Video Game Free Agency... let it begin!
Lebron James may command the attention of the press in regards to his free agency, but there are several video game developers that could potentially draw the same interest if our industry was ever to get into a bidding war.
In effort to avoid many of the expected – though a few are easy to predict – we have purposely left out Bungie, Epic Games, Insomniac Games, and Valve to concentrate on three developers that are building a unique fanbase on their own terms.
Up first is the most predictable: Crytek. Engineering the CryEngine in 2002, Crytek has been on a tear since they arrived on the scene in 2000 with a tech demo at the European Computer Trade Show. In their first act, Crytek announced to the world that they weren’t to be taken lightly as 2004’s Far Cry won many Game of the Year awards. The ride didn’t end there though; Crytek moved on from Far Cry in a hurry and built a relationship with Electronic Arts to release Crysis. Gorgeous on high-end PCs, Crysis took a pint of water and made an ocean out of it.
Now, nearing the release of Crysis 2 and having recently announced a collaboration with Microsoft Game Studios for Codename: Kingdoms, Crytek is performing at an all time high and don’t look to have many hurdles in front of them outside of their past success. Whether it is creating beautiful environments, a robust engine or managing to sell a million copies of their latest release, Crytek is a must-have for any publisher looking to spend big in the free agent market – provided they have enough money to invest.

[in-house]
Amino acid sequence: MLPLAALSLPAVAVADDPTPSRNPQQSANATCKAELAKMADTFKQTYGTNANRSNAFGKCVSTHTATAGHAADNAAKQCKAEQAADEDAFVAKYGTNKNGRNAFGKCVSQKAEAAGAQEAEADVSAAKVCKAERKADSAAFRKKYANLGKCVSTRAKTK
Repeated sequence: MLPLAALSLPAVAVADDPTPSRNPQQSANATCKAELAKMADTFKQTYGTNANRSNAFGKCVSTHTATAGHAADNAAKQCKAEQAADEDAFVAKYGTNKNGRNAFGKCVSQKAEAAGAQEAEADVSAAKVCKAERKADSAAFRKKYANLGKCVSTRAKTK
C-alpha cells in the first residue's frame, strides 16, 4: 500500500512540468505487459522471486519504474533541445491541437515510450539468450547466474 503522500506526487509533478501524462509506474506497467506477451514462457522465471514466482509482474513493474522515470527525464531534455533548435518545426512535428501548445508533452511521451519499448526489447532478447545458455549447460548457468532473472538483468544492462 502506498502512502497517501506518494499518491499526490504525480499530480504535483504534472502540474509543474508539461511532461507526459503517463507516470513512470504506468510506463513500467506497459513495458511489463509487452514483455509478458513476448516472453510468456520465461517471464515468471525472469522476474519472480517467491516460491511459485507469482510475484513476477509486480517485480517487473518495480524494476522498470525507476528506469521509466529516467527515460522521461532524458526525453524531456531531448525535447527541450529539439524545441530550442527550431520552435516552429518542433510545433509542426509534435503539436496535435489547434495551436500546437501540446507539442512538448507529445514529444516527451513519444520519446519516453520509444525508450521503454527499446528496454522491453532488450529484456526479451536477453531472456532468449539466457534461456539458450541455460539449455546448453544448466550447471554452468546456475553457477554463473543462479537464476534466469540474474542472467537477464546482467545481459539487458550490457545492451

After the demise of Clover Studios, another fantastic studio popped up in its place in the form of PlatinumGames. Currently in a four game deal with Sega, PlatinumGames is quickly approaching the end of the deal with their upcoming third-person shooter, Vanquish. Scheduled for a winter 2010 release, PlatinumGames may soon be on the market again, and looking for a publisher to take their ideas and projects to a level that Sega couldn't.
While their titles aren’t lighting up the charts with sales, Platinum Games has built together a roaring cult of fans who will spread the good word about their titles. In addition, their games have often had a great reception from critics and press alike, so sooner or later they are bound to have their first multi-million selling release. The question is, will Sega wrap them up for another deal or will they go back on the market testing the “free agency” to see what others have to offer.
A drifter of sorts, From Software is another developer who is bound to have a breakthrough sooner or later. Demon’s Souls could potentially be considered their diamond in the rough, but it didn’t break the 1 million threshold. Matter of fact, From Software has yet to break that plateau with any single title they have developed, so it’s definitely a caveat that publishers have to be aware of.
On the flipside, titles such as: Demon’s Souls, Otogi, Metal Wolf Chaos, Chromehounds, 3D Dot Game Heroes, and several others have garnered the attention and critical acclaim of so many diehard gamers and enthusiasts that it would be a mistake to overlook From Software. Having established franchises that include Tenchu and Armored Core, From Software would be a steal for the right price.
In the case that there ever comes a day when publishers freely start spending money again, I wish them the best as the market of independent game studios has increased exponentially since the recession and closings of studios such as Ensemble Studios, Factor 5, Pandemic Studios, and countless others. I wouldn’t want to be the guy in the auction chair with the potential to earn the winner’s curse. One example that has been beaten to death but stands as a precursor to the frugal landscape of modern times is Microsoft’s purchase of Rare. The price paid and results received from the purchase stands as a warning that bidding on video game developers needs to be done with a fine-toothed comb.